It is a delight to be the spouse of a hard working, joy-filled, dedicated man.



Tuesday, November 25, 2008

Amazing

I am most amazed and impressed not by people who make a ton of money in their chosen career, or singers, actors and models who become famous and are worth over a half a billion (yes, with a b) dollars, nor by ordinary people like you and I, who slog through ordinary things, but by people who are afflicted with a disease so severe that they spend their entire life contorted whether in body or in mind.

Our bodies, yours and mine, are meant to function in a certain way, we were built to walk a certain way, pick things up and hold them a certain way, gaze at things a certain way, and no matter what our native tongue we were meant to communicate in a certain way.

When I do something harmful to my body or my body picks up a temporary disease that causes me to hold myself in an inordinate way, I get a glimmer into the lives of those that are twisted, encumbered or lacking, in the ability to move, think or speak in the easy ways I take for granted. To know how much it hurts and fatigues me to compensate in my gait for a sprained ankle, that by the end of the day I want to weep because of the stress it puts on the rest of my body not to mention the pain of the injury itself, I wonder about others who have never experienced the freedom from the pain of a body that doesn't move the way the human body was designed to move.

When I look back on occasions I am deep in thought about something else or for what ever silly reason my brain misfires and I incorrectly communicate what I meant, I wonder about and deeply admire people that go through every single day not being able to easily say to people what they need to say, let alone want to say. To be constantly misunderstood and have to spend time on what just spills out of our normal palates and off our normal tongues, I cannot imagine the patience that it takes to get through a life encumbered with never ending difficulties.

At certain places in my life I have had the pleasure of being with and hopefully helping people who were dealt a deal quite raw compared to our lives. In college my brother worked at a group home for older kids with Downs Syndrome, Cerebral Palsy, and other less well known but not less debilitating diseases. I visited him and hung out at the group home on a few of my breaks at the college I attended. It was here that I came to understand not only the chronic, unrelievable pain of moving about with a body that did not develop as our Maker designed the human body, but the chronic, unrelievable pain of daily communicating from inside those broken bodies and minds.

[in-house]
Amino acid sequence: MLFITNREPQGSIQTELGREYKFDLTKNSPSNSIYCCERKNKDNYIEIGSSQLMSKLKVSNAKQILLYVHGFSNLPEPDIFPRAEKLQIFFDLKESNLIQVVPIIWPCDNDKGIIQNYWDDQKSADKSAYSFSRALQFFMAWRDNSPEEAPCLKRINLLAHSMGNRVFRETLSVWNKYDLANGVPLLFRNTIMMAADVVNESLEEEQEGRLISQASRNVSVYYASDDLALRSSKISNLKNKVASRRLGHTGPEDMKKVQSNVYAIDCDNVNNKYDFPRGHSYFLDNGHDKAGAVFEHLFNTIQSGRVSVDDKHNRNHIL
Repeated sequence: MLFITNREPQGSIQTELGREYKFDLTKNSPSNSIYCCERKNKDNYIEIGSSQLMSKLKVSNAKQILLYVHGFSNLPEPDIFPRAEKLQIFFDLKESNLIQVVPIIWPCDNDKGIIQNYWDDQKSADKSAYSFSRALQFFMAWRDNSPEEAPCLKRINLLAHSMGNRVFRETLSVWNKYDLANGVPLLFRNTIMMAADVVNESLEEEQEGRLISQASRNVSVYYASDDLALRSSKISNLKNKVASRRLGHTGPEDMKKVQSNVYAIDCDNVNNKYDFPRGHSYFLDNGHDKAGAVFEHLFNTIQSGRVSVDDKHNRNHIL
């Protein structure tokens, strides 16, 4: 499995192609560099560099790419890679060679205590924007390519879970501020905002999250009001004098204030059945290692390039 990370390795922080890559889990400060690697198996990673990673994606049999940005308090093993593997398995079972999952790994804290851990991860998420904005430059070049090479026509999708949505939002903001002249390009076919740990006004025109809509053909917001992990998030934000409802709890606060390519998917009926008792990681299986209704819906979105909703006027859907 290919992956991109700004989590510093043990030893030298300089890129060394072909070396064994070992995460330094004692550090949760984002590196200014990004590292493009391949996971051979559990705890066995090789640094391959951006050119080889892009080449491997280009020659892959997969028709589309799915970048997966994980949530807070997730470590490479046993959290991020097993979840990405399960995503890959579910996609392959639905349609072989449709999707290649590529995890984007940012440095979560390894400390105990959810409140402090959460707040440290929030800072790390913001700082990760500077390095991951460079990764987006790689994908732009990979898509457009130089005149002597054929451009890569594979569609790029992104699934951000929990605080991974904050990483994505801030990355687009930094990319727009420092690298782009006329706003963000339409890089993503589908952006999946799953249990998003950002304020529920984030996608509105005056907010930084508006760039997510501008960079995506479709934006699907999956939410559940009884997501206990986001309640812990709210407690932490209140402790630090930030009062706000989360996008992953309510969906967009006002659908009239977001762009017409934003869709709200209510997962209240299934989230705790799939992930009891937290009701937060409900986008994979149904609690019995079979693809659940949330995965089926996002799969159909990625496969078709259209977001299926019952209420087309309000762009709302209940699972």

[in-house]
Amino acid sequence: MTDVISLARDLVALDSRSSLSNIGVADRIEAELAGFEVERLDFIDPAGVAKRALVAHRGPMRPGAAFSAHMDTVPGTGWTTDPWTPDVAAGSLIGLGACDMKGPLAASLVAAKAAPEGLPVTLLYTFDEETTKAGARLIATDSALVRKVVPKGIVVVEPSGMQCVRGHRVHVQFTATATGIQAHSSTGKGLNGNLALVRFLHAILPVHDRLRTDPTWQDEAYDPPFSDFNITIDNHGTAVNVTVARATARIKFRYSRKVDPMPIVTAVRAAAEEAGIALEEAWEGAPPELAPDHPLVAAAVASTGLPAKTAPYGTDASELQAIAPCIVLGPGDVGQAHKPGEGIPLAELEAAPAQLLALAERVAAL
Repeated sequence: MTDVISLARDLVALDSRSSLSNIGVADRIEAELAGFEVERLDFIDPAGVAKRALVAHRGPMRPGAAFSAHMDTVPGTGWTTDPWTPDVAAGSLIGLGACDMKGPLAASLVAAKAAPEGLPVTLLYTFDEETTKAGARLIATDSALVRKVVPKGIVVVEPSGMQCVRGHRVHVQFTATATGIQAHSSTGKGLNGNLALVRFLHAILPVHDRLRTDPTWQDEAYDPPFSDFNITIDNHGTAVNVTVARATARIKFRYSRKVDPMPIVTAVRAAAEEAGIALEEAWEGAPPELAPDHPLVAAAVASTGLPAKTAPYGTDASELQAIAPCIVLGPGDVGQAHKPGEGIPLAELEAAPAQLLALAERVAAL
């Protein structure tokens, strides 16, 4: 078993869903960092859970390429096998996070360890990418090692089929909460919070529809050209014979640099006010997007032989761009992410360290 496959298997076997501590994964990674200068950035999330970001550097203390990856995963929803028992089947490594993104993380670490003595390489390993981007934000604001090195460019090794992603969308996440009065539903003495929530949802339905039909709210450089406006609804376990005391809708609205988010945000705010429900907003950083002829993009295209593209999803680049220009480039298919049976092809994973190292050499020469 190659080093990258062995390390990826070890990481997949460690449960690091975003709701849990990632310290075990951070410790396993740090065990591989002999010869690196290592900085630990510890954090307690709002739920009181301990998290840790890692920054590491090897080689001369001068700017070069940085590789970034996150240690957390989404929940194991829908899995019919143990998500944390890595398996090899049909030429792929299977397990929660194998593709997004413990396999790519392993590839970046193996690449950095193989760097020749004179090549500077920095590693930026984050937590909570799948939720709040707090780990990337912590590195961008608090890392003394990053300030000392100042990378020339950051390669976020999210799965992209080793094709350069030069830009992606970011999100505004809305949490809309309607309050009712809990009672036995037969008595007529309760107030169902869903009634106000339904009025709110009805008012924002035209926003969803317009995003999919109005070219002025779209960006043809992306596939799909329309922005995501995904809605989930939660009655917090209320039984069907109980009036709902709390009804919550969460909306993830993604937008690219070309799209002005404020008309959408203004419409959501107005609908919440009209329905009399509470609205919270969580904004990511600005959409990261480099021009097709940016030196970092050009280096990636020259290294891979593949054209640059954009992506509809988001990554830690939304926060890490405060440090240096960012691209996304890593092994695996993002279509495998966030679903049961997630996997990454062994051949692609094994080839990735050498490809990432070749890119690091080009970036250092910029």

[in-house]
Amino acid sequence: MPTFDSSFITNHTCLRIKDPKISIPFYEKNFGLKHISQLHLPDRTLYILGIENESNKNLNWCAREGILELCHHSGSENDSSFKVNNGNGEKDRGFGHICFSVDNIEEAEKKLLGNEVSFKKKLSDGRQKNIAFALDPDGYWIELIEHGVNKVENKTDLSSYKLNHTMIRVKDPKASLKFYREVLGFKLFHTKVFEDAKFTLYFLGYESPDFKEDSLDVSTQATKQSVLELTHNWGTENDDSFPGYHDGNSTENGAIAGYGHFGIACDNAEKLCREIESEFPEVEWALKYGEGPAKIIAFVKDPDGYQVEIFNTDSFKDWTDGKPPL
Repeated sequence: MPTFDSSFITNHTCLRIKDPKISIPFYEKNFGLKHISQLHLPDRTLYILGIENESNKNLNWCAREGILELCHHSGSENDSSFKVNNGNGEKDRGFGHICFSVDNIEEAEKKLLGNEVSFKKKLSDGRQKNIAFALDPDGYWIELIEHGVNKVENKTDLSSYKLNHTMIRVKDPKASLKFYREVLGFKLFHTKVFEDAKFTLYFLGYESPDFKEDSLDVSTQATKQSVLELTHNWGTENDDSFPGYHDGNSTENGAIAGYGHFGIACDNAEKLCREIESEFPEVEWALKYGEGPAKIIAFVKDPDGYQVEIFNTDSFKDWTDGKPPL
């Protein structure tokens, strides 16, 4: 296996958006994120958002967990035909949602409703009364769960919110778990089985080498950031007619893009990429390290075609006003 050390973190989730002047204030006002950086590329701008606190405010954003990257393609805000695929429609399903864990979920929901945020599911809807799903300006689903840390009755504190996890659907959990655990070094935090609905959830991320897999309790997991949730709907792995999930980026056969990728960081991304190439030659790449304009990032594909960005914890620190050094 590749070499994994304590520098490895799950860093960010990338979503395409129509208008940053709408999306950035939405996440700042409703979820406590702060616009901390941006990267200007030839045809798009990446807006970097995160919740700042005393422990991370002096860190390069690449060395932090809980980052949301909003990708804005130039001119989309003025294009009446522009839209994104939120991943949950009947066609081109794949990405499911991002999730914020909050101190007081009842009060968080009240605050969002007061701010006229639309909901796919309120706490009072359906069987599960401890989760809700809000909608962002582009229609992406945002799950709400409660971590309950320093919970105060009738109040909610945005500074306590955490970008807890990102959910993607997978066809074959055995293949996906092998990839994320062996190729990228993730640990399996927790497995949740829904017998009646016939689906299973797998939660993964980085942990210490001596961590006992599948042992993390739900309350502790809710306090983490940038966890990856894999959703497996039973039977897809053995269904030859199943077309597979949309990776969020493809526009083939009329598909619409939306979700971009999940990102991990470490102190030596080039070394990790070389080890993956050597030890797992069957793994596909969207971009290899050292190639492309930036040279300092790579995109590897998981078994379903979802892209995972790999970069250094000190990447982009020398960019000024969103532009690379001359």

Jane, a sweet and very intelligent girl, with Cerebral Palsy, was so patient with my inability to understand her. The workers at the home had become used to her needs and her manner of communicating much like a mom of a toddler knows what they are saying when everyone else in the room is stumped. But knowing, that unless Jane was with someone who had come to know her well, she was faced with either not bothering to communicate or spending time and frustration on the attempt to be understood, I was overcome with sadness at her difficulty yet joy at the opportunity to get to know her and share in the delight of her sense of humor, quick wit and excellent checker playing ability.

I sometimes get very frustrated with my occasional inability to communicate with my fellow citizens. Often it seems that no matter how carefully I choose my words, they are misunderstood and visa-versa, maybe not often often but often enough to get me into hot water or cause a temporary break in relationship not to mention just the mild irritations. Knowing that, I cannot imagine having to deal with miscommunication on a large scale, day in day out, for my entire life.

Jane's body was so contorted from the disease that she was confined to a wheelchair and even from there I often wondered how much pain she endured. Her chair was well padded at all the pressure points and the workers would massage as best they could the stressed areas of her body. To not move freely, to run and jump and play like normal is one thing but when your every chosen movement and resting positions go against normal body mechanics, the pain endured is beyond my imagination and comprehension.

Yes, I get that the Jane's in this world smile and take the hand they are dealt, that they are diligent to find the joys in life amid the pain, to the seeming exclusion of the pure discomfort. But that is what I find so admirable. That faced with the constant physical pain of a contorted, distorted body along with the emotional pain of difficult or impossible communication, they smile. They smile and laugh with those of us who will never really know the extent of the burden they bear, they choose to brighten our day of relative ease.

2 comments:

KathyB. said...

Wow, great and thought provoking post Lanny ! I too have on occasion of sickness and pain thought about others who endure it for a lifetime. Then my pain is relieved, and I get well and I forget.
Thank-you !

Daisy said...

It is amazing to me too, Lanny, how people who must endure so much are still able to find joy. I guess it is true that you find what you are looking for. Attitude towards life is what really makes the difference, I think. Excellent and thoughtful post. :)